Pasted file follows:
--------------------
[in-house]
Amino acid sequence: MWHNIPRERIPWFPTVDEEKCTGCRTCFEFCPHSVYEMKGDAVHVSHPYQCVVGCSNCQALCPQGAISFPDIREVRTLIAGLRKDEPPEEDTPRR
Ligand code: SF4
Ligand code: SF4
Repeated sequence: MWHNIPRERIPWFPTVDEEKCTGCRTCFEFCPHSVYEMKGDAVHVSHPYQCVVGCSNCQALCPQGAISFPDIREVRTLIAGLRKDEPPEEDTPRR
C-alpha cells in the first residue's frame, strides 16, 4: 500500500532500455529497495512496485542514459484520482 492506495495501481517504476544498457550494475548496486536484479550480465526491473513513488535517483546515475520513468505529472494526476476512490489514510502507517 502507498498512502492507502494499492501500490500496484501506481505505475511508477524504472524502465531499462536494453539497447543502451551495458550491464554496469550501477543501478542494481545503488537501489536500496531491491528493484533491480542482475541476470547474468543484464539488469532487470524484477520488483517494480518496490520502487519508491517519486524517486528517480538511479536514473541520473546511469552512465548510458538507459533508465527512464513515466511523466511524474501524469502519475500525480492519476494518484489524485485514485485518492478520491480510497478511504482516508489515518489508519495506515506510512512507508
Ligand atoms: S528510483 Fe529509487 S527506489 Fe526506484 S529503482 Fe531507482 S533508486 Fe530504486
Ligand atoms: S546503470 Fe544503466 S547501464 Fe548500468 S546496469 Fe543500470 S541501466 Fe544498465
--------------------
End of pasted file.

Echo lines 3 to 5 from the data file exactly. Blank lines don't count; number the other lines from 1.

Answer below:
Ligand code: SF4
Ligand code: SF4
Repeated sequence: MWHNIPRERIPWFPTVDEEKCTGCRTCFEFCPHSVYEMKGDAVHVSHPYQCVVGCSNCQALCPQGAISFPDIREVRTLIAGLRKDEPPEEDTPRR